What caused Britain’s national nervous breakdown? | Tim Lott

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Between 2000 and the 2008 financial crash, tech’s brave new world unleashed changes that were meant to make us happier

When did our country lose grip of its senses? Some will argue that we never had any in the first place, but others find a sharp contrast between the edgy, neurotic, angry, irrational country we find ourselves living in now and a Britain that was, not that long ago, vaguely commonsensical and, at base level, fundamentally civilised.

Researching my new novel, which focuses on the period between millennium eve and the financial crash of 2008, I was left in very little doubt about when it all started. Although I touch on trends in economics, immigration, property (my protagonist is an estate agent) and much besides, many of the forces I discovered were technological – but found their expression psychologically. In short, I believe this is when Britain embarked on its journey towards a full-blown nervous breakdown.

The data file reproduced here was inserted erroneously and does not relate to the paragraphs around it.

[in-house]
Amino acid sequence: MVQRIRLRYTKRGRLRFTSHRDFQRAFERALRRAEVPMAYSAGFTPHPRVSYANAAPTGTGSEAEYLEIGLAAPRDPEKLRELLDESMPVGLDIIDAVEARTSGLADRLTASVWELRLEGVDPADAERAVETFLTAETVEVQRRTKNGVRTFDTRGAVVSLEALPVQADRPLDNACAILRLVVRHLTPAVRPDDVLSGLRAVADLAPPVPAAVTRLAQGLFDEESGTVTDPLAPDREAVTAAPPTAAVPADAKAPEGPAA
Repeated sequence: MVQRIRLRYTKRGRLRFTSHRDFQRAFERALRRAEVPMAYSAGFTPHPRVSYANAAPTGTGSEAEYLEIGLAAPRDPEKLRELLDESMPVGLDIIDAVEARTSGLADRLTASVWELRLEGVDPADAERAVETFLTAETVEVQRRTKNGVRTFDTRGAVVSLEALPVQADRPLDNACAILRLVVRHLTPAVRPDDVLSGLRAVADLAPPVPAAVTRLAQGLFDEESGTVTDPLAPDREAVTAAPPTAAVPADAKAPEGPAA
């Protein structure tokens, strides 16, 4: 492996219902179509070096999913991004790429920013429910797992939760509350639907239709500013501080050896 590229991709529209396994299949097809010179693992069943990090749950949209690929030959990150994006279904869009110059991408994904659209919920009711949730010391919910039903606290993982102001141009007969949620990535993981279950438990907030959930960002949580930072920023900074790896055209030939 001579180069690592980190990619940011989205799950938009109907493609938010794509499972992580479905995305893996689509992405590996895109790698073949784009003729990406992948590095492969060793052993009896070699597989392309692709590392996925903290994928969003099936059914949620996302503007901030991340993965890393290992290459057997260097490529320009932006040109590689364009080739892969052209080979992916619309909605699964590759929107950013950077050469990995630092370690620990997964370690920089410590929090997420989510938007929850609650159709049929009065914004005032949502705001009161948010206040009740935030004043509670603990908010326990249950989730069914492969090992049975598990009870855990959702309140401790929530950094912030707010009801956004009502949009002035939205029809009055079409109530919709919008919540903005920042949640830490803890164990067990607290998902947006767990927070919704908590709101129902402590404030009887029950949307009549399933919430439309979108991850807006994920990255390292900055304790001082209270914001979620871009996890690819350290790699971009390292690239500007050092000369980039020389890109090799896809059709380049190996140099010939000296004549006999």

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This post was syndicated from Health | The Guardian. Click here to read the full text on the original website.


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